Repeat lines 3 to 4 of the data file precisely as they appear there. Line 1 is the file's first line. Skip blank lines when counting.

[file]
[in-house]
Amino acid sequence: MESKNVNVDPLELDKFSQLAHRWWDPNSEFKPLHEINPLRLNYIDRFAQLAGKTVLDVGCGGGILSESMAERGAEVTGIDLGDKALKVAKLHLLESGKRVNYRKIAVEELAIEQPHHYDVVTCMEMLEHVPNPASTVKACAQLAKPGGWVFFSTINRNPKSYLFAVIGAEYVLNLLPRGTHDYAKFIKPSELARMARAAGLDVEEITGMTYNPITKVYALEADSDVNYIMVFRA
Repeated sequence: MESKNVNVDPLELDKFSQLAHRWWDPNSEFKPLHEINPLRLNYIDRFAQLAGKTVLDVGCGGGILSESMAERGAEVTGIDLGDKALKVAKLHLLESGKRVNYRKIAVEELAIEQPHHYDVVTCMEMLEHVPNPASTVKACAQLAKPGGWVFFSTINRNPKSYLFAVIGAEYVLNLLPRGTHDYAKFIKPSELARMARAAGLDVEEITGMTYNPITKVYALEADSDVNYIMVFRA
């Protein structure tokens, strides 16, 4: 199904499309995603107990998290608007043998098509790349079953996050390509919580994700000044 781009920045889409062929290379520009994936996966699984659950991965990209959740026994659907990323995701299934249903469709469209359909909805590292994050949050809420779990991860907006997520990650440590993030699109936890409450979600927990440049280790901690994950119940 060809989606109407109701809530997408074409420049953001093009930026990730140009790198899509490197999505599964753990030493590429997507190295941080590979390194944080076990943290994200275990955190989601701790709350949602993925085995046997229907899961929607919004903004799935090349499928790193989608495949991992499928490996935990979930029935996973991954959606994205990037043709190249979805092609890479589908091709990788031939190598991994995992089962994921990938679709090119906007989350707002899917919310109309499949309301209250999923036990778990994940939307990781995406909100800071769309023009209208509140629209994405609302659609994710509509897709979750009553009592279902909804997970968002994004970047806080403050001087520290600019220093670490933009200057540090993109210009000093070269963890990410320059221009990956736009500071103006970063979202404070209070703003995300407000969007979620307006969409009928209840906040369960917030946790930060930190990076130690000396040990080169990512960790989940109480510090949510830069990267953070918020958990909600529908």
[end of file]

Repeated sequence: MESKNVNVDPLELDKFSQLAHRWWDPNSEFKPLHEINPLRLNYIDRFAQLAGKTVLDVGCGGGILSESMAERGAEVTGIDLGDKALKVAKLHLLESGKRVNYRKIAVEELAIEQPHHYDVVTCMEMLEHVPNPASTVKACAQLAKPGGWVFFSTINRNPKSYLFAVIGAEYVLNLLPRGTHDYAKFIKPSELARMARAAGLDVEEITGMTYNPITKVYALEADSDVNYIMVFRA
């Protein structure tokens, strides 16, 4: 199904499309995603107990998290608007043998098509790349079953996050390509919580994700000044 781009920045889409062929290379520009994936996966699984659950991965990209959740026994659907990323995701299934249903469709469209359909909805590292994050949050809420779990991860907006997520990650440590993030699109936890409450979600927990440049280790901690994950119940 060809989606109407109701809530997408074409420049953001093009930026990730140009790198899509490197999505599964753990030493590429997507190295941080590979390194944080076990943290994200275990955190989601701790709350949602993925085995046997229907899961929607919004903004799935090349499928790193989608495949991992499928490996935990979930029935996973991954959606994205990037043709190249979805092609890479589908091709990788031939190598991994995992089962994921990938679709090119906007989350707002899917919310109309499949309301209250999923036990778990994940939307990781995406909100800071769309023009209208509140629209994405609302659609994710509509897709979750009553009592279902909804997970968002994004970047806080403050001087520290600019220093670490933009200057540090993109210009000093070269963890990410320059221009990956736009500071103006970063979202404070209070703003995300407000969007979620307006969409009928209840906040369960917030946790930060930190990076130690000396040990080169990512960790989940109480510090949510830069990267953070918020958990909600529908």